I liked the letter entitled Thrown Out as it was very realistic. The character that lives in a hut, at one with nature, writes a letter to the Environmental Services Manager detailing their simple existence and asks to live their life the way they want to. Of course, their request is denied.

I didn't enjoy the story entitled Sanctuary. Jack suffers from agoraphobia and has travelled to London from Wiltshire for an interview. He then becomes entangled in the dangerous life of a stranger, a Ukrainian lady named Nadia, who has been forced into prostitution. Jack feels as though he has to save her. I found it quite unbelievable. Chambers tried to fit in too much in a short space and over a short period of time. I wasn't able to get to know the characters at all.

The Kissing Game by Aidan Chambers was very good overall and as it had wide-ranging themes, there is a story for all tastes. I look forward to reading more from Aidan Chambers in future.

Long Lankin
Long Lankin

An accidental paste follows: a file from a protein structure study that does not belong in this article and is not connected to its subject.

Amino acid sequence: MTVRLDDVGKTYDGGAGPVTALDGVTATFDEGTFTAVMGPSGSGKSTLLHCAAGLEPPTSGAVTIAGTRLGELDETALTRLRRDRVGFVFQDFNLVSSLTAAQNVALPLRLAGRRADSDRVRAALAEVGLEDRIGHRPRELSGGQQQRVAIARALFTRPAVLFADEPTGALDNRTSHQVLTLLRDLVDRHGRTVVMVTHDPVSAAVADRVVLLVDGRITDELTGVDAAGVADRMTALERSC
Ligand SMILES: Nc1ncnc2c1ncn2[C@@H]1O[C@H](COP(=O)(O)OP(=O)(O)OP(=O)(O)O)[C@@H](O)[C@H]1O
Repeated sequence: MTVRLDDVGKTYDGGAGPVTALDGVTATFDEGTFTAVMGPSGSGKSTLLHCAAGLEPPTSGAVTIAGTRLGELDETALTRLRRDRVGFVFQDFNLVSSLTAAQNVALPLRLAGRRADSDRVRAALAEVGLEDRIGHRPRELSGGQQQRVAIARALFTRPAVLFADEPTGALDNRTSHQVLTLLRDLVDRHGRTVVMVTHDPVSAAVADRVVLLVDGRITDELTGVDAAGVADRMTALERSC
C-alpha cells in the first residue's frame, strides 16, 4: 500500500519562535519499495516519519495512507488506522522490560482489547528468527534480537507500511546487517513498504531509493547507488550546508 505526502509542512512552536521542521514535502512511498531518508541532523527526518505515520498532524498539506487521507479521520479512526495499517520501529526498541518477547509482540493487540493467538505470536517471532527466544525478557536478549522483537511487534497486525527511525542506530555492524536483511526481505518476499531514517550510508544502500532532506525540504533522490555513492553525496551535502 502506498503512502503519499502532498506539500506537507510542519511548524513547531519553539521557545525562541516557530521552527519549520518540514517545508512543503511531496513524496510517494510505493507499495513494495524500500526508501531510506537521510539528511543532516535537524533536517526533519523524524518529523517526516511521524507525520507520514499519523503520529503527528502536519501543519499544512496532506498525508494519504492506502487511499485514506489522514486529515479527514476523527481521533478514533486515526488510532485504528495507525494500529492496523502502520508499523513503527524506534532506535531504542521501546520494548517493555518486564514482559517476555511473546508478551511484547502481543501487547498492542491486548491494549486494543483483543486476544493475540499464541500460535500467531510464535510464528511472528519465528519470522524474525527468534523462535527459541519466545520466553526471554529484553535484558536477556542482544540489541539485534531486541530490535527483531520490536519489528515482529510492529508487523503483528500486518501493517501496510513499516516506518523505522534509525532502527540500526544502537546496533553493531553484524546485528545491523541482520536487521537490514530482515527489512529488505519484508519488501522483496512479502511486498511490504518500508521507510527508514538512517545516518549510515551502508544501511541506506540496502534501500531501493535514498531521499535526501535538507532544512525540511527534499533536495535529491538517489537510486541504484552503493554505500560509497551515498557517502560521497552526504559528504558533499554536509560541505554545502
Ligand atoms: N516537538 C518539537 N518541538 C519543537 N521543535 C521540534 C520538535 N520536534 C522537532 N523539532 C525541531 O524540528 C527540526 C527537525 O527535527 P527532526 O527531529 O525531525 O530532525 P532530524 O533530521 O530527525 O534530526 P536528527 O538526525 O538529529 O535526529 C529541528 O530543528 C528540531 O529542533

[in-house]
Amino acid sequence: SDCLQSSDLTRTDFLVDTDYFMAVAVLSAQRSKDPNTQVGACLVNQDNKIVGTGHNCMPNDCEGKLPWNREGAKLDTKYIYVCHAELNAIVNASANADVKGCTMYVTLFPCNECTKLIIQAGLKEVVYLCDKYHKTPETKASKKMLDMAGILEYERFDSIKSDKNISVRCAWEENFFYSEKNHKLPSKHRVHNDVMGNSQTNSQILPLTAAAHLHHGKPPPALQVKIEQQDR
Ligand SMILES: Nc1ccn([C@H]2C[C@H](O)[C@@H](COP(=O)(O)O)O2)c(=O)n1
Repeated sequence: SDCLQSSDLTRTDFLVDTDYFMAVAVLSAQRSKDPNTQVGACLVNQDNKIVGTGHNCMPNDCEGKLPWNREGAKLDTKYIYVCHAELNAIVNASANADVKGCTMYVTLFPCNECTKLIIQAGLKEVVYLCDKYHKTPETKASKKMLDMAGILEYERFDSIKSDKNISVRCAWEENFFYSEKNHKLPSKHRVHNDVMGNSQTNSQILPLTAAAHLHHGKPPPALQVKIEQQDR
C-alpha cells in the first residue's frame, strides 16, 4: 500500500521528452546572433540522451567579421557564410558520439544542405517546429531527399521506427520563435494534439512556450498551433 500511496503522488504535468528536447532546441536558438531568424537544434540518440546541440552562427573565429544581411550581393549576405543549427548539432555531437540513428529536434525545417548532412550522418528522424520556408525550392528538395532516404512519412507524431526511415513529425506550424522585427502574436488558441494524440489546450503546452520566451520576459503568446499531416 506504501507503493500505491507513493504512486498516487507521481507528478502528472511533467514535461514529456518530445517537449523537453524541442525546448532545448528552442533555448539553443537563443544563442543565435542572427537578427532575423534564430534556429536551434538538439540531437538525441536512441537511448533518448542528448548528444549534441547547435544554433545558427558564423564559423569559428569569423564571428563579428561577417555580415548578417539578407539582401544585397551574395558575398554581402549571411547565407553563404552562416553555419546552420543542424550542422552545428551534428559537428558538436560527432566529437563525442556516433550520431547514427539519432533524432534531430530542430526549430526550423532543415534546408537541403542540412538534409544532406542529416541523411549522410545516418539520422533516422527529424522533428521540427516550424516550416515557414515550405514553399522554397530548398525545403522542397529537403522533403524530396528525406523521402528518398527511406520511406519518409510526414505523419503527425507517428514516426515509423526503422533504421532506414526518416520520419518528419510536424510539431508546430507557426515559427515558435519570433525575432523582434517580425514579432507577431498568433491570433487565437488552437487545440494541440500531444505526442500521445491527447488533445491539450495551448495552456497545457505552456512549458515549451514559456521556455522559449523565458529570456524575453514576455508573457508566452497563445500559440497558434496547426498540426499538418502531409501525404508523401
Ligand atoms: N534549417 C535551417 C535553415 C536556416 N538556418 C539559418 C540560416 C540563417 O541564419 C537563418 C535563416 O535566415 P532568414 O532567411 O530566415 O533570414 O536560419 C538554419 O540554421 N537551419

by Lindsey Barraclough
Edition: Hardcover

1 of 1 people found the following review helpful
4.0 out of 5 stars Haunting, 11 May 2012
This review is from: Long Lankin (Hardcover)
Creepy, atmospheric and rich in detail, Long Lankin by Lindsey Barraclough is the perfect book to read if you want to be scared. It centres around two sisters, Cora and Mimi who are sent away from London to live with their Great Aunt Ida in Bryers Guerdon in the 1950s. Their mother has left for a reason not known until later in the book and their father can't look after them as he has to work. Though their Aunt Ida is less than thrilled to have them living with her, the girls soon make friends with two village boys, Roger and Pete. Together, they uncover the long history of Aunt Ida's house, the village's deep, dark secrets and a truth that was thought to be legend.

I really enjoyed Long Lankin as it was scary, suspenseful and memorable. I don't read a lot of horror so this was a welcome change. I cared about Cora, Roger and Aunt Ida; the three characters who narrate the story. I felt engaged throughout the entirety of the story. Though Aunt Ida seemed harsh from Cora's point of view, reading from Aunt Ida's point of view cleared up a lot of questions and misconceptions about her and made sure I was mostly curious about the titular character, Long Lankin himself.